Help! My Aging Loved One Won’t Eat

help my aging loved one won't eat

Has your aging parent or grandparent shown signs of a waning appetite or refused to eat altogether? The waning of appetite is a natural part of aging and – eventually – dying. However, lack of appetite, changes in taste, or food resistance may signal an undiagnosed or unmanaged health issue. 

Is It Normal For A Senior To Stop Eating?

There are multiple reasons a parent or grandparent won’t eat. This could be physical discomfort, medication side effects, or an undiagnosed medical issue. Inactivity or depression can also play a part. Finally, less energy spent during the day means fewer calories required, so inactive or minimally active seniors may also experience a naturally diminished appetite.

After noticing an aging loved one won’t eat, the first step is to assess the underlying cause. Here are places to start:

An aging loved one won’t eat if they need dentures or dental work

Sometimes, seniors are reluctant to acknowledge painful or sore teeth. They may worry about inconveniencing you or have financial concerns and fret about how much serious dental work or new dentures will cost. However, malnutrition affects seniors quickly, so time is of the essence.

It may be time to schedule an appointment with your loved one’s dentist to get a professional opinion about whether dental issues may be part (or all) of the problem. 

When was their last physical?

Sometimes, seniors have so many routine appointments on the calendar for things like optometry, podiatry, or specialists, that they don’t realize how long it’s been since they visited their general physician. A noticeable decrease in appetite is worth scheduling an appointment.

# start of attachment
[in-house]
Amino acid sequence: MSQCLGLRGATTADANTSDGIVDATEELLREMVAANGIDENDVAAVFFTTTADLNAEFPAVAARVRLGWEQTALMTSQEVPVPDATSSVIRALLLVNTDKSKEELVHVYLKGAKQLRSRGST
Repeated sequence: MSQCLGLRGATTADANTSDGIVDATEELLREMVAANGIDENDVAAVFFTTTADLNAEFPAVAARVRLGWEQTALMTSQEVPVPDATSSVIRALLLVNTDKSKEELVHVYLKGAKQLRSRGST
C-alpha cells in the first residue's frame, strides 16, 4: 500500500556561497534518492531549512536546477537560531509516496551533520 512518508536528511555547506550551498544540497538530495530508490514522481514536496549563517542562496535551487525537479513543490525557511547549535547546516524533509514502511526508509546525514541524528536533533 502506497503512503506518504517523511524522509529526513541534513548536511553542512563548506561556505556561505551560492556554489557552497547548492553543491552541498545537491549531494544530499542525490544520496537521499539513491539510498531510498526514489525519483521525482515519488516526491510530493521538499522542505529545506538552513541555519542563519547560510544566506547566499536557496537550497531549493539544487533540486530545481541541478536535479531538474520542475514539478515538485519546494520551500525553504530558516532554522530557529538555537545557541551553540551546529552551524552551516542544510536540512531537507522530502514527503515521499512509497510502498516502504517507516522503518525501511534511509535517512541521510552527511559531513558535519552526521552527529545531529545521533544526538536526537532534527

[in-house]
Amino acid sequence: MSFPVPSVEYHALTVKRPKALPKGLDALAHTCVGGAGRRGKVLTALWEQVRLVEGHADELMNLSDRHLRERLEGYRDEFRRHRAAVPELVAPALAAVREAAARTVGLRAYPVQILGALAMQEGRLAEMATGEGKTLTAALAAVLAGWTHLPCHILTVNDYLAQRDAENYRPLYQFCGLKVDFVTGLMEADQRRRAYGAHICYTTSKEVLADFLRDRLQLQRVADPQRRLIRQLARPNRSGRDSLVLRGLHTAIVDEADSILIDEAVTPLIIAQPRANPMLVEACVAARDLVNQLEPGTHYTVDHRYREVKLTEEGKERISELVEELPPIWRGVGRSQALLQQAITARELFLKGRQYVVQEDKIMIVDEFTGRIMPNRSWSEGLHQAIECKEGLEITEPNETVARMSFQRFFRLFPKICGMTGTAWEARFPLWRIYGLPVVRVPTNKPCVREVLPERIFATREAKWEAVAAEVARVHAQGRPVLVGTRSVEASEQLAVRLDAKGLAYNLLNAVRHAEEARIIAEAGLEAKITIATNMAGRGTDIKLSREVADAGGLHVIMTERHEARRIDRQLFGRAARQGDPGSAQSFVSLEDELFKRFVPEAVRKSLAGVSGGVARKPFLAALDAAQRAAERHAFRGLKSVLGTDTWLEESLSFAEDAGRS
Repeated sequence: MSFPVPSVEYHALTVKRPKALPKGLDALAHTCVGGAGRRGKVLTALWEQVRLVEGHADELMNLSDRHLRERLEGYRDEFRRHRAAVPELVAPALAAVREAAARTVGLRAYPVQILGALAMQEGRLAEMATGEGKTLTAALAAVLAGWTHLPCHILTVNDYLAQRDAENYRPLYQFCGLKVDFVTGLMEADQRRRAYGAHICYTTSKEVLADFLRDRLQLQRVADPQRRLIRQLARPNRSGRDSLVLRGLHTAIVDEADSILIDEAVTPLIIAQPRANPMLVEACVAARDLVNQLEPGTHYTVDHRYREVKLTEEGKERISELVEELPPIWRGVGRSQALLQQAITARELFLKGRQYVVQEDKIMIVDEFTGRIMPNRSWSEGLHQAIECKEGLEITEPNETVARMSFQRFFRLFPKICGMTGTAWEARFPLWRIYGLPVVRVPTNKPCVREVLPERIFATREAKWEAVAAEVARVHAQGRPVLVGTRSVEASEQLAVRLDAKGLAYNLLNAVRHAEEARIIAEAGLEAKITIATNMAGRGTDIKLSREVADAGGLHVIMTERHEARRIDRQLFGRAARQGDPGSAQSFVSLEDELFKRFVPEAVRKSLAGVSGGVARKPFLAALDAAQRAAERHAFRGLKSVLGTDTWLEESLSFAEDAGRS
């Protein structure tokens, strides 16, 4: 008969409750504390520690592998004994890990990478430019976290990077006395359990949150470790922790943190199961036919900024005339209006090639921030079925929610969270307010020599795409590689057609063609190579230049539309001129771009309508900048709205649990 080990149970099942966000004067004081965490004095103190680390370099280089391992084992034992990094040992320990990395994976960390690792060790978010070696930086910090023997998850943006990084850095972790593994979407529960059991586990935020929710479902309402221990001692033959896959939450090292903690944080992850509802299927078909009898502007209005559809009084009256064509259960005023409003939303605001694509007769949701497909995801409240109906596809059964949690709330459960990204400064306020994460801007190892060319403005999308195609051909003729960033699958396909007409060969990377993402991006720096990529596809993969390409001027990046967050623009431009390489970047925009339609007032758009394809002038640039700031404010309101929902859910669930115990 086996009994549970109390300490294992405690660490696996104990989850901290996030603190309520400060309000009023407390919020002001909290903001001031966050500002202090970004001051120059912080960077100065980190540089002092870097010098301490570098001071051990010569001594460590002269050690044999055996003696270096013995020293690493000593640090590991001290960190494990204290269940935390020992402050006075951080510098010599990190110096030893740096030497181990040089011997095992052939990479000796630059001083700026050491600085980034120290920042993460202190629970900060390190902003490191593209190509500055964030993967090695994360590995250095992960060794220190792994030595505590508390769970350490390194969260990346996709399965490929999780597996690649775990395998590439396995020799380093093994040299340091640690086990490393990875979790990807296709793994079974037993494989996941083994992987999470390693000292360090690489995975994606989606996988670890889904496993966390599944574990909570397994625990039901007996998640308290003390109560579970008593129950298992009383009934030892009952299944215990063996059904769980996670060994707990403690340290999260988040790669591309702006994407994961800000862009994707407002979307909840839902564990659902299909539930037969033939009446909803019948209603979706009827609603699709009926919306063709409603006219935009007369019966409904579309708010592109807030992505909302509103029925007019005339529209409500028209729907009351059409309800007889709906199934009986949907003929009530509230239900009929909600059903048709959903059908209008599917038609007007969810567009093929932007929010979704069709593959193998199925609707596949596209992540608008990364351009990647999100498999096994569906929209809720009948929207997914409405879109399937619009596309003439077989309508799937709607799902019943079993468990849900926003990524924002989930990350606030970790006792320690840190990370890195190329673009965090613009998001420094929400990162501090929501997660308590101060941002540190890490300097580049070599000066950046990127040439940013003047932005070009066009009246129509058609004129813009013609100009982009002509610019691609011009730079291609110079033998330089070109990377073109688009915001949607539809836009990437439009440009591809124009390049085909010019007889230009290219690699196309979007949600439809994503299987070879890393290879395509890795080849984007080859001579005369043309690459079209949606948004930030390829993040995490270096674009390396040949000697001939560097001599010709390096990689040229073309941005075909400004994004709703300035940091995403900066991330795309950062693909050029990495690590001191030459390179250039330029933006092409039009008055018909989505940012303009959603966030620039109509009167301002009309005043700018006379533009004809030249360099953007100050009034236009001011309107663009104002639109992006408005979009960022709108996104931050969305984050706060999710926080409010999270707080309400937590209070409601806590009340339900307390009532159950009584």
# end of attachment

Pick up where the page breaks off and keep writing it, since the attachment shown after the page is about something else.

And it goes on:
Sometimes medication side effects or a new/exacerbated health condition affects energy and appetite levels. Medications or their side effects may also affect how food tastes. Cover all the bases to see if something physical is going on. If your parent is reluctant to share time in the physician’s office with you, speak to them and the physician about the best way for you to remain in the health/wellness communication loop without violating your loved one’s privacy.

What is the status of their mood, social engagement, or daily activity levels?

Physical, mental, and social engagement are all essential for senior health and well-being. If your parent or grandparent lacks movement in these areas, appetites may wane. Make sure your senior loved one has regular access to the following:

  • Physical movement
  • Companionship/social engagement
  • Transportation to their favorite places, activities, or events
  • Fresh, healthy meals and snacks
  • Connection with friends and social networks (use senior-friendly technology if friends have moved away or transitioned into senior housing). 

This might be a good time to look into in-home support options, which can help with the above.

Is It The Beginning (Or Middle) Of The End?

It’s hard to accept when the end of someone’s life is on the horizon. However, waning appetite – and then food refusal – is a natural part of the dying process. If your loved one has a terminal or chronic diagnosis, their lack of appetite or food resistance might signal their life force is waning. Similarly, seniors who are winding down – even without an evident health problem – often eat less and less.